Chemicals are ‘overwhelming’ food chains
PFAS chemicals have been found in biosolids - leftovers from treatment plants reused as fertiliser. Photo: AAP
Food chains are overwhelmed by the 350,000 chemicals being used around the world, a major contamination conference in Adelaide has heard.
More than 500 experts from 28 countries have gathered to discuss the world’s dirtiest problems – from air and water pollution to microplastics and how climate change will affect contaminants already in the environment.
The International Cleanup Conference is particularly focused on PFAS – a vast family of thousands of chemicals that don’t readily break down and build up in plants, animals and humans.
Experts say all Australians already have PFAS in their bodies due to their common use in everyday items – from food packaging and non-stick cookware to cosmetics and carpet.
PFAS is also routinely detected in food in Australia, but authorities say it’s at acceptable levels not considered a risk to human health.
Tony Circelli, the chief executive of South Australia’s Environment Protection Authority, told delegates PFAS will be around for hundreds of years.
He said PFAS are among the 350,000 chemicals currently in circulation that will impact food supplies into the distant future.
“We really don’t know the impacts of these chemicals individually, let alone when they combine with each other … this is not going away any time soon,” he said.
“We’ve got nanoparticles, we’ve got microplastics – our food chains are getting overwhelmed by all this.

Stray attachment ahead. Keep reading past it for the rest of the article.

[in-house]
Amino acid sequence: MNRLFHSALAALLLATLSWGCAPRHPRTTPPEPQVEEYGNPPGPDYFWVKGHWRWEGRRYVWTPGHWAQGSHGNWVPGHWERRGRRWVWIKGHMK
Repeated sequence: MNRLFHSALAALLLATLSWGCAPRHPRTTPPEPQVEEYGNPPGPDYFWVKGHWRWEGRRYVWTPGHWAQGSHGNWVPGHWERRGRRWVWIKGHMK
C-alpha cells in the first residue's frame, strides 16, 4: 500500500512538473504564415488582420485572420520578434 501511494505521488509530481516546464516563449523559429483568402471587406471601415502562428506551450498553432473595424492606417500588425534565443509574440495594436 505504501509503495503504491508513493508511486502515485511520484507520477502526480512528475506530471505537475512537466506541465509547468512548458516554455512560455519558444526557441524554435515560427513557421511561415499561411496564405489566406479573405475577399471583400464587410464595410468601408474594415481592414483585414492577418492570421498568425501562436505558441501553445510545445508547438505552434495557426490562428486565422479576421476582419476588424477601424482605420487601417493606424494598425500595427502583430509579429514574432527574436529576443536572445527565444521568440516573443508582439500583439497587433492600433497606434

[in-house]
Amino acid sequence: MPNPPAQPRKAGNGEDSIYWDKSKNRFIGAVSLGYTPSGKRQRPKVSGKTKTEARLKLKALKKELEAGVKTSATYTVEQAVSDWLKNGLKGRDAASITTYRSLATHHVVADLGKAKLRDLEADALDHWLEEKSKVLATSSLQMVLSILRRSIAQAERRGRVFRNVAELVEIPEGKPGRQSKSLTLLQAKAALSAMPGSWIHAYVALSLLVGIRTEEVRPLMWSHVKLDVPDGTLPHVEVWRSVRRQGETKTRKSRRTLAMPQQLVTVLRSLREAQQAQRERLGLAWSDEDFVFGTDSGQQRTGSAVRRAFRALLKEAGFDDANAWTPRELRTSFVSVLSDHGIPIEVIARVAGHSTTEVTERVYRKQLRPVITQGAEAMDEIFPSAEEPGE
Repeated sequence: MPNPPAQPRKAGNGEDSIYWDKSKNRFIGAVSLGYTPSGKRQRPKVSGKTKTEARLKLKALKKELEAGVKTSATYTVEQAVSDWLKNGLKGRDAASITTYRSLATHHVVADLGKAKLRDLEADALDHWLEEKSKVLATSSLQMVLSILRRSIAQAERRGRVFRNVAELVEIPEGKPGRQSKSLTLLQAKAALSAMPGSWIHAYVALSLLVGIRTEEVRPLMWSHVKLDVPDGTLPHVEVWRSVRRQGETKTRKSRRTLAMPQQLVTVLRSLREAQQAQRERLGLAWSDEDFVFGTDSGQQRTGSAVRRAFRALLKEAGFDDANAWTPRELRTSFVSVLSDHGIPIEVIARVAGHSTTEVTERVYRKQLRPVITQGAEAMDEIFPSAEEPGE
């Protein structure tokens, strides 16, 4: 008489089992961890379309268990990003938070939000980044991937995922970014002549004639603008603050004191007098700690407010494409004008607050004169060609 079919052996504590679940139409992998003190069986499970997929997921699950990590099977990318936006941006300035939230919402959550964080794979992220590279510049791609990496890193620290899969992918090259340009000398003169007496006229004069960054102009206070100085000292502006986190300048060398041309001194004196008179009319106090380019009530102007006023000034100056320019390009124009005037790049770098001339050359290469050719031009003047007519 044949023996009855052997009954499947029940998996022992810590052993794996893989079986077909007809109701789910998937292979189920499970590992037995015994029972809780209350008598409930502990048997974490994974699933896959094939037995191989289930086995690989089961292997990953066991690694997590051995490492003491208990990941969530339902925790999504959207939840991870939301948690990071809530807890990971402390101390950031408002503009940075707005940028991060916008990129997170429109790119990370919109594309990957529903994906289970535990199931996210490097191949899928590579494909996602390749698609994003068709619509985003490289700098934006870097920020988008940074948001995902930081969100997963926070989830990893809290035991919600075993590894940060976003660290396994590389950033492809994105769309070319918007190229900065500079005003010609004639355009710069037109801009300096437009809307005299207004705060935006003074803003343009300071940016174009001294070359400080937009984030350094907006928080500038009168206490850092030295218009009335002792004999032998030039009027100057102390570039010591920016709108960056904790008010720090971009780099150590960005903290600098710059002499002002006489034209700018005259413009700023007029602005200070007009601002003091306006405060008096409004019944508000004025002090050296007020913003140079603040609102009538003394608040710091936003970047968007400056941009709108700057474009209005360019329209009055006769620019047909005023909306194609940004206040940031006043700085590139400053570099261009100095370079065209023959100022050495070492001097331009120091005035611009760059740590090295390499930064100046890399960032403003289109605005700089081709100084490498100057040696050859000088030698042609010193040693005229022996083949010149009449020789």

“We’re getting persistent chemicals. We’ve got so much at this conference around PFAS – chemicals that are going to be around for hundreds and hundreds of years.”
PFAS is shorthand for per- and poly-fluoroalkyl substances and there are thousands of them. Estimates range from 4000 to 8000.
A recent study found they are literally everywhere, including in rainwater and snow in the most remote parts of the world.
The Australian government is about to release the third draft of its national plan to manage PFAS. Experts hope it will substantially improve the existing framework of state-based management in favour of a stronger national approach.
The issue of PFAS in biosolids – leftovers from sewage treatment plants reused as fertiliser on Australia’s farmlands – is of particular concern.
Last year, more than 70 per cent of the 349,000 tonnes of dried solids was disposed of that way.
University of NSW professor Stuart Khan has warned about what’s on the line without consistent guidelines for biosolids.
“If we don’t sort out our risk management and make sure we practise safe handling of biosolids, particularly where it’s being reused to grow food crops, we might run into difficulties in the future,” he said.
PFAS are known to cause harm to some animals. The jury is still out on human health effects but many nations warn of increased cancer risks and advocate limiting exposure to chemicals in use since the 1940s.
The EU’s environment agency says PFAS can lead to health problems such as liver damage, thyroid disease, obesity, fertility issues and cancer, while the US says certain PFAS pose human health risks.
Australia points to “fairly consistent reports of an association with several health effects” while noting they are “generally small and within normal ranges for the whole population”.
The conference continues until Thursday.